The utilitarian perspective of John Stuart Mill
John Stuart Mill (1806-1873), British philosopher, economist, moral and political theorist, and administrator, was the most influential English-speaking philosopher of the nineteenth century. He was an influential contributor to social theory , political theory and political economy, and his conception of libertyjustified the freedom of the individual in opposition to unlimited state control. He was a proponent of utilitarianism, an ethical theory developed by Jeremy Bentham although his conception of it was very different from Bentham's. Among his most well-known and significant works are « A System of Logic », « Principles of Political Economy », « On Liberty », « Utilitarianism », « The Subjection ofWomen », « Three Essays on Religion », and his « Autobiography ». In his twenties, Mill felt the influence of historicism, French social thought, and Romanticism. This led him to begin searching for a new philosophic radicalism that would be more sensitive to the limits on reform imposed by culture and history and would emphasize the cultivation of our humanity, including the cultivation ofdispositions of feeling and imagination (something he thought had been lacking in his own education). It means that Mill believes principles standards of living and justice but he argues that humans and desires feelings have to be in the center of the human being's reflection. The principle of utility that “actions are right in proportion as they tend to promote happiness; wrong as they tend to producethe reverse of happiness” (p.66 « morality and moral controversies ») was the centerpiece of his ethical philosophy. By happiness is intended pleasure and the absence of pain; by unhappiness, pain and the privation of pleasure.” Utilitarianism is also called the Happiness Theory.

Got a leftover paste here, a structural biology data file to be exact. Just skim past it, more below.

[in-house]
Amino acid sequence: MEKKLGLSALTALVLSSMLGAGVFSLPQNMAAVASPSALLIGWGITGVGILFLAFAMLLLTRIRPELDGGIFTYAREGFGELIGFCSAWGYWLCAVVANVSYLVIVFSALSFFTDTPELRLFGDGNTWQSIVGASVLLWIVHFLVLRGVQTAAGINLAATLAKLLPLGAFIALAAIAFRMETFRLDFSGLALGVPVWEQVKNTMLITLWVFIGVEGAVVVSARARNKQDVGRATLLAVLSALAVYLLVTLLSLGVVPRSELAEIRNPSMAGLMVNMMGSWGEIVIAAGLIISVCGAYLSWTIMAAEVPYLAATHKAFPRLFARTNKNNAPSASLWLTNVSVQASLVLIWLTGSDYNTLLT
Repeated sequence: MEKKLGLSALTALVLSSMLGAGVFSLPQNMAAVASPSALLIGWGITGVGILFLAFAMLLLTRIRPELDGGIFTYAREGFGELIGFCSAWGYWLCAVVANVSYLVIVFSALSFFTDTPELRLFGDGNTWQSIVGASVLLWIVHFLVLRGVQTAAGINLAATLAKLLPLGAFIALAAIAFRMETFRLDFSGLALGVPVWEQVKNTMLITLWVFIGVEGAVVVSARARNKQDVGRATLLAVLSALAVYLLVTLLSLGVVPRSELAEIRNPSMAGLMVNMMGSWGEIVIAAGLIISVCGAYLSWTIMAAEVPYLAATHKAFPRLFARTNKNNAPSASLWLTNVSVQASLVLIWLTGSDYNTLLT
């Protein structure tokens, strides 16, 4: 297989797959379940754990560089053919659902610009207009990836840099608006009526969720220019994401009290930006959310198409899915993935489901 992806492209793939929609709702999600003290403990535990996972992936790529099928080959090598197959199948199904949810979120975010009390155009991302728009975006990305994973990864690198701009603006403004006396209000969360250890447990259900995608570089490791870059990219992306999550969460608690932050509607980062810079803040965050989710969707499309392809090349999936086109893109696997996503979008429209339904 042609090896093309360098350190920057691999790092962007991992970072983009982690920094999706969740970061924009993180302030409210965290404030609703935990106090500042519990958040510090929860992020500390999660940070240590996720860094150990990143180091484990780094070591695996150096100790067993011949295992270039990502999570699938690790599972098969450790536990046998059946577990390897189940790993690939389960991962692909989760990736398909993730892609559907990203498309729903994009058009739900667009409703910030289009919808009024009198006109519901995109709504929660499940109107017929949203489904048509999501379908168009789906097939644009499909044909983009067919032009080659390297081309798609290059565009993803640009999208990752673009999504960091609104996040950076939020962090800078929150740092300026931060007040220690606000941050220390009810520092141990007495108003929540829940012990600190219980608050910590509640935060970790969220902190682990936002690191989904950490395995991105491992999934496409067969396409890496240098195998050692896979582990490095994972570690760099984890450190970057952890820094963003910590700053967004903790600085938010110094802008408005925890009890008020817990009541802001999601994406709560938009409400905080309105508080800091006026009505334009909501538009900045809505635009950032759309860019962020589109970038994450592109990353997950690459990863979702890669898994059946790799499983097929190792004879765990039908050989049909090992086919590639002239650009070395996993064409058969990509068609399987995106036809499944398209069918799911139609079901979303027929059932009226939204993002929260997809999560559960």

According to Mill there is a single and highest normative principle being that actions are right if they tend topromote happyness and wrong it they tend to produce the reverse of happyness : pain.
To introduce his conception of Justice , Mill explains that it is a huge test for his theory.In particular, Mill needs to how utilitarianism can explain the special status we seem to grant to justice and to the violations of it. Justice is something we are especially keen to defend. Mill begins by marking off morality(the realm of duties) from expediency and worthiness by arguing that duties are those things we think people ought to be punished for not fulfilling. He then suggests that justice is stood out from other areas of morality, because it includes those duties to which others have correlative rights, “Justice implies something which it is not only right to do, and wrong not to do, but which someindividual person can claim from us as his moral right.” (p. 71 « morality and moral controversies ») .Though no one has a right to my charity, even if I have a duty to be charitable, others have rights not to have me injure them or to have me repay what I have promised.
So, according to his notion of justice, human actions are good and fair if that contribute to the happiness of all : for Mill it isdesirable that each person comes to see his own happiness to involve the happiness of all. This is his definition of a moral act which has to contribute the happiness of all. In other words, an action is morally right in any situation if it brings the greatest happiness of the greatest number. Happiness is an equal claim of everybody, and involves an equal claim to all the means to happiness. Thegeneral interest cannot be violated, and those limits ( which distinguish a right act to a wrong act) ought to be strictly construed. For utilitarianism, the happiness is the best happiness of all mankind. And it constitutes morality, in the utilitarian view according to Mill.
Thus, Mill explains that the moral principle is the general happiness But there is a distinction between the moral...